As further shown with respect to the emitting device 10, the device 10 can be mounted to a submount 36 via the contacts 26, 30. In this case, the substrate 12 is located on the top of the emitting device 10. To this extent, the p-type contact 26 and the n-type contact 30 can both be attached to a submount 36 via contact pads 32, 34, respectively. The submount 36 can be formed of aluminum nitride (AlN), silicon carbide (SiC), and/or the like.

Any of the various layers of the emitting device 10 can comprise a substantially uniform composition or a graded composition. For example, a layer can comprise a graded composition at a heterointerface with another layer. In an embodiment, the p-type layer 20 comprises a p-type blocking layer having a graded composition. The graded composition(s) can be included to, for example, reduce stress, improve carrier injection, and/or the like. Similarly, a layer can comprise a superlattice including a plurality of periods, which can be configured to reduce stress, and/or the like. In this case, the composition and/or width of each period can vary periodically or aperiodically from period to period.

It is understood that the layer configuration of the emitting device 10 described herein is only illustrative. To this extent, an emitting device/heterostructure can include an alternative layer configuration, one or more additional layers, and/or the like. As a result, while the various layers are shown immediately adjacent to one another (e.g., contacting one another), it is understood that one or more intermediate layers can be present in an emitting device/heterostructure. For example, an illustrative emitting device/heterostructure can include an undoped layer between the active region 18 and one or both of the p-type cladding layer 22 and the electron supply layer 16.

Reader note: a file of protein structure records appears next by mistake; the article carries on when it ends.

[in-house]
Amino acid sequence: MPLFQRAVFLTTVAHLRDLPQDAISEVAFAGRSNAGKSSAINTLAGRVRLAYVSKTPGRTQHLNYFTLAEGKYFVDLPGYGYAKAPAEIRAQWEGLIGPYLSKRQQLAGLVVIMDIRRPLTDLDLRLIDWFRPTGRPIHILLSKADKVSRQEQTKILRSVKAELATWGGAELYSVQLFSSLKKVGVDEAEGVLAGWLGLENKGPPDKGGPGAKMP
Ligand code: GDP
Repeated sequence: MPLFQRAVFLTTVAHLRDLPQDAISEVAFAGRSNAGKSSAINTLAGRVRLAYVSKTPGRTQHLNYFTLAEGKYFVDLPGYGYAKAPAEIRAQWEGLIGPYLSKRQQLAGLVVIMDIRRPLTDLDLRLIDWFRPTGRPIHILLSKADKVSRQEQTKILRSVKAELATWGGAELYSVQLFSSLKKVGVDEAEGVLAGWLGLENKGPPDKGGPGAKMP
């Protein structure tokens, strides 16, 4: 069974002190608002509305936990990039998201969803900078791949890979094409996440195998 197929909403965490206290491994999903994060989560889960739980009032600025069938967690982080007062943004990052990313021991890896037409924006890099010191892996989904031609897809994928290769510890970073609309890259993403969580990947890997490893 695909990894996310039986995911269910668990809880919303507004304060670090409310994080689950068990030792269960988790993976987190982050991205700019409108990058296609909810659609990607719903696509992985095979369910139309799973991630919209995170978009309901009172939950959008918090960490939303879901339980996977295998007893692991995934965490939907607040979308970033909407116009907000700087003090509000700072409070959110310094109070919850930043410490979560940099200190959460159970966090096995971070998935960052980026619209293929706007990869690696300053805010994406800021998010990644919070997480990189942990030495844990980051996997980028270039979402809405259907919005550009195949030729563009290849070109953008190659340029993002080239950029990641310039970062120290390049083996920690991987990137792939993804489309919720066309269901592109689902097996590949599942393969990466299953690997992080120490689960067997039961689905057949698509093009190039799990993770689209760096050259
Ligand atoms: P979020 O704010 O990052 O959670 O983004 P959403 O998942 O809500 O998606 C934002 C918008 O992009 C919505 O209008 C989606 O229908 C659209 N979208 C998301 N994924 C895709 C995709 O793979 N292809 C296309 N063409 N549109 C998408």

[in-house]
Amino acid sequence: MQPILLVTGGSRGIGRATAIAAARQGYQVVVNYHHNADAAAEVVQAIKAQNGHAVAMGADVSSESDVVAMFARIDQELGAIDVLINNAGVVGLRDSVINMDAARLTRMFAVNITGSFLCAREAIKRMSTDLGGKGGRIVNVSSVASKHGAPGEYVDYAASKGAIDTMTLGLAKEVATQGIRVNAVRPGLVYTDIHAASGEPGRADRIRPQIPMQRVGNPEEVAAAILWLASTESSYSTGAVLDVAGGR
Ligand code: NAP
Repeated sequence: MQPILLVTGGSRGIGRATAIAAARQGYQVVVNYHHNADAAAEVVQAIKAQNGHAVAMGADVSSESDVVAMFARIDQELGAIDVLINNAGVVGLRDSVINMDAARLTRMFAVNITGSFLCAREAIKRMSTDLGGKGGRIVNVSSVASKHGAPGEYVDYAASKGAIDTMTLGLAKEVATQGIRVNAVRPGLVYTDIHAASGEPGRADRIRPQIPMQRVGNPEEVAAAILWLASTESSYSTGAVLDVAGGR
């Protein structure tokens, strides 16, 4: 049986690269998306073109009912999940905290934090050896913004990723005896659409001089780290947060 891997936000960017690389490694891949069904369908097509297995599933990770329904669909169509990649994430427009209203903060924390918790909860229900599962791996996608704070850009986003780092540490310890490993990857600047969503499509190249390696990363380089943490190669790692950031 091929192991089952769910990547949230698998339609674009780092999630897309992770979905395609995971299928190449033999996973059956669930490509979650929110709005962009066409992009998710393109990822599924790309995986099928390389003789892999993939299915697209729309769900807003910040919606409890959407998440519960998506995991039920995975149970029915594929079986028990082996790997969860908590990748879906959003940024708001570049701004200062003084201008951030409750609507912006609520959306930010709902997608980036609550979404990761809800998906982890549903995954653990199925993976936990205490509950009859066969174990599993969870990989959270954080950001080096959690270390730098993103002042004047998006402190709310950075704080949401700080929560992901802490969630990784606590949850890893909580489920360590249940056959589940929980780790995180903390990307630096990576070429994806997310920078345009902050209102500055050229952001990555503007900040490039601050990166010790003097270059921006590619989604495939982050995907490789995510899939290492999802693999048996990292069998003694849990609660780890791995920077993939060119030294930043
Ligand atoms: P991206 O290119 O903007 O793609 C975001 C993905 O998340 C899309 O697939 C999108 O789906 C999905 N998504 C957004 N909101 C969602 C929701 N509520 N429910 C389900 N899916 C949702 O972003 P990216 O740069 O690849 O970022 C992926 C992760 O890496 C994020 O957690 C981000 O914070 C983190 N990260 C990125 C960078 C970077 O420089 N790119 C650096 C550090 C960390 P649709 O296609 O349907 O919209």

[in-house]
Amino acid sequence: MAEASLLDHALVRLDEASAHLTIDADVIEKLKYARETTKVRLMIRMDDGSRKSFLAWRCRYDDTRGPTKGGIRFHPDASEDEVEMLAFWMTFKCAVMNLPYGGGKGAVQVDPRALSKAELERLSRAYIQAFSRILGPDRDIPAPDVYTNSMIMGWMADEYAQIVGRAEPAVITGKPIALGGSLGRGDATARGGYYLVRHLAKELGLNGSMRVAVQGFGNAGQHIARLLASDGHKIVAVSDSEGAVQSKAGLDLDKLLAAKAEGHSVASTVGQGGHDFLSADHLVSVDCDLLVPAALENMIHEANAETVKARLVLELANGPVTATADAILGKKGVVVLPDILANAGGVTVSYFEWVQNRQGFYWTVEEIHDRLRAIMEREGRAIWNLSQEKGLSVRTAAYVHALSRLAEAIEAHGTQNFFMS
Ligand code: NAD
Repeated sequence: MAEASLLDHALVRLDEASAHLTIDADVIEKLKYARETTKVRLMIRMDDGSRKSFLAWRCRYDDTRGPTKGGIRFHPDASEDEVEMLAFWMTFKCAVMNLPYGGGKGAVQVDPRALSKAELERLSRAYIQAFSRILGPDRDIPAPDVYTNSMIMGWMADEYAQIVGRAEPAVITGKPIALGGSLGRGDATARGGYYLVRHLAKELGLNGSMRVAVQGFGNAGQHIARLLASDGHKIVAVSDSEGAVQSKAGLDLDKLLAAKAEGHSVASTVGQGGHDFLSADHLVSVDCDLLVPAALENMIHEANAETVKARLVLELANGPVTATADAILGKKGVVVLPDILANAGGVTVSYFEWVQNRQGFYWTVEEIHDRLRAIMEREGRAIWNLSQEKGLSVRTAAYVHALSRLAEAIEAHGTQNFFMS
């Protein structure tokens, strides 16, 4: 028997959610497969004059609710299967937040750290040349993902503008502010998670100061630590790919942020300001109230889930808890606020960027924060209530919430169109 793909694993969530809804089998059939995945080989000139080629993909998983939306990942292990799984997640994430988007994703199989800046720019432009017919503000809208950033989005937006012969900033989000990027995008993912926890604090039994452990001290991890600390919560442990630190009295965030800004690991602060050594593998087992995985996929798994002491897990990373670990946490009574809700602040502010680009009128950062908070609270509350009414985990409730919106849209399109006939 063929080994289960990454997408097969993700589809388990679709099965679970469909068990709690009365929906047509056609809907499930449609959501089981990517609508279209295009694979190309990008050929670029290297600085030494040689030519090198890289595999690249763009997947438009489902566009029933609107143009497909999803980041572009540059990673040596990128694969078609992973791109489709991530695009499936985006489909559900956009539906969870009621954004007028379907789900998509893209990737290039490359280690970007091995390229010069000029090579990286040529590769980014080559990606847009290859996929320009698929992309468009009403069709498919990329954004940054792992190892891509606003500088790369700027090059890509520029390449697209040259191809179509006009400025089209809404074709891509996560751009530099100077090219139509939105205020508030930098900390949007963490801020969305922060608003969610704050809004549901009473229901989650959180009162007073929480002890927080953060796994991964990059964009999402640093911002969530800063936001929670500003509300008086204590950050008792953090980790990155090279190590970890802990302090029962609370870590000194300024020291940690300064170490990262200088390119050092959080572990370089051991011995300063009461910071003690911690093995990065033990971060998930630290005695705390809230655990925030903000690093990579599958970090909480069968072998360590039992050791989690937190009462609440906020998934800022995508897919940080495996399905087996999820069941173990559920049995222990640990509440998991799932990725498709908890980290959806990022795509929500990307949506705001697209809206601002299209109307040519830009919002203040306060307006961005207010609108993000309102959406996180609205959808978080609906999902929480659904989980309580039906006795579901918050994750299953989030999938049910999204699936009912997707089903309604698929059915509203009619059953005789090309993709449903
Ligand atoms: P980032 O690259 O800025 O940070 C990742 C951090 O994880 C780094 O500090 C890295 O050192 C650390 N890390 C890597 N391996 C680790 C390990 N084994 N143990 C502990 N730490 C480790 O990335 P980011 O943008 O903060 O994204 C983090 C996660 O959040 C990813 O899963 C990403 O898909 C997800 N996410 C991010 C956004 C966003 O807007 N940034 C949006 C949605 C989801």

Furthermore, an emitting device/heterostructure can include a Distributive Bragg Reflector (DBR) structure, which can be configured to reflect light of particular wavelength(s), such as those emitted by the active region 18, thereby enhancing the output power of the device/heterostructure. For example, the DBR structure can be located between the p-type cladding layer 22 and the active region 18. Similarly, a device/heterostructure can include a p-type layer located between the p-type cladding layer 22 and the active region 18. The DBR structure and/or the p-type layer can comprise any composition based on a desired wavelength of the light generated by the device/heterostructure. In one embodiment, the DBR structure comprises a Mg, Mn, Be, or Mg+Si-doped p-type composition. The p-type layer can comprise a p-type AlGaN, AlInGaN, and/or the like. It is understood that a device/heterostructure can include both the DBR structure and the p-type layer (which can be located between the DBR structure and the p-type cladding layer 22) or can include only one of the DBR structure or the p-type layer. In an embodiment, the p-type layer can be included in the device/heterostructure in place of an electron blocking layer. In another embodiment, the p-type layer can be included between the p-type cladding layer 22 and the electron blocking layer.

Regardless, as illustrated in FIG. 1, the device 10 can include one or more at least partially reflective layers on a first side of the active region 18 and one or more layers having a profiled surface 40A-40C on an opposing side of the active region 18 through which radiation generated in the active region 18 can leave the device 10. As illustrated, each profiled surface 40A-40C is configured to provide a boundary for an interface between two adjacent layers and/or an interface between the device 10 and the surrounding environment that is uneven or rough rather than substantially smooth. In an embodiment, the device 10 can include a profiled surface 40A-40C at each interface where the refractive index changes abruptly (e.g., a difference in refractive indexes greater than or equal to approximately five percent). For example, as described herein, the substrate 12 can be made of sapphire, the buffer layer 14 can be AlN, and the cladding layer 14 can be AlGaN. For an illustrative target wavelength, these materials can have indexes of refraction of 1.8, 2.3, and 2.5, respectively. To this extent, the device 10 is shown including a profiled surface 40A at the interface between the substrate 12 and the environment (which has an index of refraction of approximately one); a profiled surface 40B at the interface between the buffer layer 14 and the substrate 12; and/or a profiled surface 40C at the interface between the n-type cladding layer 16 and the buffer layer 14. In this case, the buffer layer 14 can act as a light extraction film inserted between two materials with two different refraction indexes to provide a more gradual transition of refraction indexes.